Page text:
Sunday, September 24, 2017

This Day in Pop Culture for September 24

"60 Minutes" debuted on September 24, 1968.

'60 Minutes' Begins Ticking

Fifty years ago today the stopwatch first began ticking on the CBS news program 60 Minutes in 1968. The magazine-styled show was created by Don Hewitt which began as a bi-weekly program that was hosted by Harry Reasoner and Mike Wallace. The show also featured Morley Safer, Dan Rather, Water Cronkite, Charles Kuralt, Roger Mudd, Bill Plante and Eric Sevareid. In addition to the three long-format news stories, the show often included a Point/Counterpoint segment featuring James J. Kilpatrick representing conservative views and Nicholas von Hoffman representing liberal views on a different topic each week. Beginning in 1978 and stretching all the way to 2011, many of the shows ended with “A Few Minutes with Andy Rooney” who often ranted about a variety of topics but usually with a comical tone.

Saturday, September 23, 2017

Jeremy Camp Sings 'Storm' - Video of the Day


Jeremy Camp's music video for "Storm."

This Day in Pop Culture for September 23

"The Jetsons" premiered on his day in 1962.

The Jetsons Fly into Town

ABC’s first TV show to be presented in color was The Jetsons which premiered on this day in 1962. The Sunday night program was created by Hanna-Barbera. The show featured George Jetson, Jane his wife, daughter Judy, and son Elroy living in Orbit City 100 years into the future. The family also owned Astro the dog and Rosie the robot who served as their maid. The original run of the show contained 24 episodes. After the last episode aired on September 22, 1963, the show moved to Saturday mornings where it aired back and forth from CBS to NBC in 1964-1967, 1969-1976, 1979-1981 and 1982-1983. In 1985, brand new episodes (complete with the show’s original voices) were created to mix with the old and were shown in syndication from 1985-1987. In 1990, the space-age family made it to the big screen for Jetsons: The Movie. In 2015, it was announced that Warner Bros. had planned for a new Jetsons feature film and as of May 25, 2017, it was announced that Conrad Vernon would be directing the movie. In 2017, Hanna-Barbera/Warner Bros. created the home video movie, The Jetsons & WWE: Robo-WrestleMania! Featuring the likenesses and voice talents of a variety of WWE members. And most recently, in August of 2017, ABC ordered a pilot for a live-action version of the show to be written.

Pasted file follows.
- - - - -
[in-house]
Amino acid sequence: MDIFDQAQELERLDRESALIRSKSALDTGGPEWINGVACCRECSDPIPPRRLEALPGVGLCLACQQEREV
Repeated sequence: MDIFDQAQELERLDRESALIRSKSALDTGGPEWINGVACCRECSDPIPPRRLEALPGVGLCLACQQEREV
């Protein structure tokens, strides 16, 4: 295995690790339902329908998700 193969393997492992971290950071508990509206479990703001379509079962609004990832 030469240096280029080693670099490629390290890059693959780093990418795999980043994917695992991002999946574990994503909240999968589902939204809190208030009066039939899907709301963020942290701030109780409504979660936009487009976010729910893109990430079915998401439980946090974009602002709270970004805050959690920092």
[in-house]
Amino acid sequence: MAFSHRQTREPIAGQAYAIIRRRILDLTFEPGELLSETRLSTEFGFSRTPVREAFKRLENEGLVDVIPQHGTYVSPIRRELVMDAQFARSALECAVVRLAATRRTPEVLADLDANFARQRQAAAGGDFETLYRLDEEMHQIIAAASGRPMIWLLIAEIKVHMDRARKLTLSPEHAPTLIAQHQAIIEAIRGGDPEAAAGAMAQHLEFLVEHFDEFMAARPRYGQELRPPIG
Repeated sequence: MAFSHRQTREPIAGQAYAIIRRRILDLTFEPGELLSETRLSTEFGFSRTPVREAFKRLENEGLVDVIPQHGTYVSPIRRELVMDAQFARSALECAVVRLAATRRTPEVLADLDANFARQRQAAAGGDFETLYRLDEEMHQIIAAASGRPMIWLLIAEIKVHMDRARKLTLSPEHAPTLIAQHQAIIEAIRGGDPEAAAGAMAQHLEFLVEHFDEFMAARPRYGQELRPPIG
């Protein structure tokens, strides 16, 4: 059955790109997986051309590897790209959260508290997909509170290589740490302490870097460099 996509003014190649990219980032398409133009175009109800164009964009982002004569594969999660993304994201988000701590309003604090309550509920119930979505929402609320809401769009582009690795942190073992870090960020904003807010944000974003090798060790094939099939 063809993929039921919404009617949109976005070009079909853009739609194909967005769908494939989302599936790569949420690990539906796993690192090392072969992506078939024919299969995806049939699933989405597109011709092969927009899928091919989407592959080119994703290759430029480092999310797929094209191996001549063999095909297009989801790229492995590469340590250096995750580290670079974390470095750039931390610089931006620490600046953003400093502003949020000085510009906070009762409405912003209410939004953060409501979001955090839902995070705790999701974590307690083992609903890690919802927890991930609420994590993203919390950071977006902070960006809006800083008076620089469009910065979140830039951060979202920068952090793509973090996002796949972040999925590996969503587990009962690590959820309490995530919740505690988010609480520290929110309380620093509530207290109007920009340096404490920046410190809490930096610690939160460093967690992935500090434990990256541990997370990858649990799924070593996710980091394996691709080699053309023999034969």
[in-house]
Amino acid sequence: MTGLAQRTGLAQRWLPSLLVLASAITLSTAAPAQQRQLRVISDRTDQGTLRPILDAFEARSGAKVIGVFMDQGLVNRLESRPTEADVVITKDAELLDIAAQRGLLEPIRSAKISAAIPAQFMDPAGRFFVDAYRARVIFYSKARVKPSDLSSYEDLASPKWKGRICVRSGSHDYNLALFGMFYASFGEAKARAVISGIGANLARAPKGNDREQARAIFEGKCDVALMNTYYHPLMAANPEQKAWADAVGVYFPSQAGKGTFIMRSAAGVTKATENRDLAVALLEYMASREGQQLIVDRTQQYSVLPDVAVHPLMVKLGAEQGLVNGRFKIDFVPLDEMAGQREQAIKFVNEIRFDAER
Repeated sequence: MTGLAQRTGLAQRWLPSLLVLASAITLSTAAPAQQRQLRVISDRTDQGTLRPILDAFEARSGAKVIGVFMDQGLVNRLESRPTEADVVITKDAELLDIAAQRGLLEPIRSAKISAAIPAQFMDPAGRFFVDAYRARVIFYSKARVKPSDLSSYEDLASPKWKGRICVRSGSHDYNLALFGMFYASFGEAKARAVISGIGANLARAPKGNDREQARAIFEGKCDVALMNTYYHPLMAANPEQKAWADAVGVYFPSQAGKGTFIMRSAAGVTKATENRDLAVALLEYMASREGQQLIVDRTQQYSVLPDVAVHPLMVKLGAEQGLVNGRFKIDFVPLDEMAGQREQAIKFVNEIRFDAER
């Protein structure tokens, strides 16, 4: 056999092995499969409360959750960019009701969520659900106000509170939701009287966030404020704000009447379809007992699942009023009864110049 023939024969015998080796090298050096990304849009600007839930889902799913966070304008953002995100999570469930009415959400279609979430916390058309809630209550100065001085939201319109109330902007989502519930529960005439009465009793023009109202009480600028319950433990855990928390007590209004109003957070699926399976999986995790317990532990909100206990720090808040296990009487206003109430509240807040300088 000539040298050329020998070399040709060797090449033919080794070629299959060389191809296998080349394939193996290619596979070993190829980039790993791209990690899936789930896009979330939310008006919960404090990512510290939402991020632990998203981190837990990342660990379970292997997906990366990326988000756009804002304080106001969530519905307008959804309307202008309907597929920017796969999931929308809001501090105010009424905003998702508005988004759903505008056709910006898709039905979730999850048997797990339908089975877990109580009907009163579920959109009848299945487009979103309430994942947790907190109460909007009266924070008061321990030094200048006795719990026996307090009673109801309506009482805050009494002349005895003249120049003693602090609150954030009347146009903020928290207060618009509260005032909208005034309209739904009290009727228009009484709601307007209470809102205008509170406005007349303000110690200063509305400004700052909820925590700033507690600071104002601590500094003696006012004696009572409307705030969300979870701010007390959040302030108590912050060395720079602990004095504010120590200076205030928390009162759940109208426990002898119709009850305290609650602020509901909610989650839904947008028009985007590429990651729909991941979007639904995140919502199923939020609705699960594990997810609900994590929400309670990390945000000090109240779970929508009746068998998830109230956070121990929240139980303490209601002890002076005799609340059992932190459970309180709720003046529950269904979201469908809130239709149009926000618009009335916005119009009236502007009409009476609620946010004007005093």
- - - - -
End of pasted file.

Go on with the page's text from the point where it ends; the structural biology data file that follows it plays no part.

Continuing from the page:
Friday, September 22, 2017

The Muppets Greatest Spoofs and Parodies

On July 10, 2010, Sesame Street posted a video on YouTube featuring Cookie Monster called, “Share it Maybe” which  is obviously a spoof of Carly Rae Jepsen’s song, “Call Me Maybe.” Since then, the video has had over 21,752,300 views! The great thing about this is that a large percentage of the viewers are adults.

This isn’t the first time Sesame Street or the Muppets have made headline with viral videos. In case you have missed them, here are ten more of the best spoofs of recent years. Enjoy!

In June of this year, the show did a spoof of Orange is the New Black:

Beatrix Potter Fans Look Away - Video of the Day


I don't know about this new version of Peter Rabbit. I doubt that Beatrix Potter would be a fan. Although I do like that last scene with the deer.

This Day in Pop Culture for September 22

The first Farm Aid concert was held on September 22, 1985.

The First Farm Aid Concert is Performed

Blame Bob Dylan for Farm Aid. During his appearance at the Live Aid event during the summer of 1985, He said, "I hope that some of the money...maybe they can just take a little bit of it, or two million, maybe...and use it, say, to pay the mortgages on some of the farms and, the farmers here, owe to the banks." Many were upset by Dylan’s remarks as Live Aid was a fundraiser African famine relief, but the sentiment seemed to resonate with others and so on this day in 1985, the first Farm Aid concert was held that featured Willie Nelson, Neil Young, John Mellencamp, Sammy Hagar, Lou Reed and others. Since that day, Farm Aid has raised over $33 million to support "good food from family farms."

Thursday, September 21, 2017

Redemptive ‘Shot’ Starts Off with a Bang and Then Misfires

Noah Wyle in "Shot."
Noah Wyle gets "Shot" in new film. (AC Transformative Media)


Produced and directed Jeremy Kagan from a script written by William Lamborn and Anneke Campbell, Shot has been a labor of love for many involved in the project including star Noah Wyle, who also served as an executive producer of the film. He must have learned a few things during his days on NBC’s E.R., because his performance is something else. Though uneven, the film is very engrossing when it isn’t preaching about gun control. The premise and some of the techniques in the film are clever and the story grabs you right from the beginning, but after the first two-thirds, the story begins to stumble.

Shot is basically two stories merged into one. Wyle plays Mark, a workaholic movie editor who struggles with signing divorce papers from his wife, Phoebe (Sharon Leal). Miguel (Jorge Lendeborg, Jr.) is a bullied teen. The two inadvertently cross paths when Miguel’s cousin convinces him to carry a gun to school to scare off his bullies. While inspecting the gun, it fires off a bullet into the chest of Mark who falls to the ground in shock. From there, the story is told in “real time” with a split screen showing Mark’s journey to the hospital while Miguel is running trying to figure out what to do.

Talk About 'Downsizing' - Video of the Day


Movie trailer for Downsizing.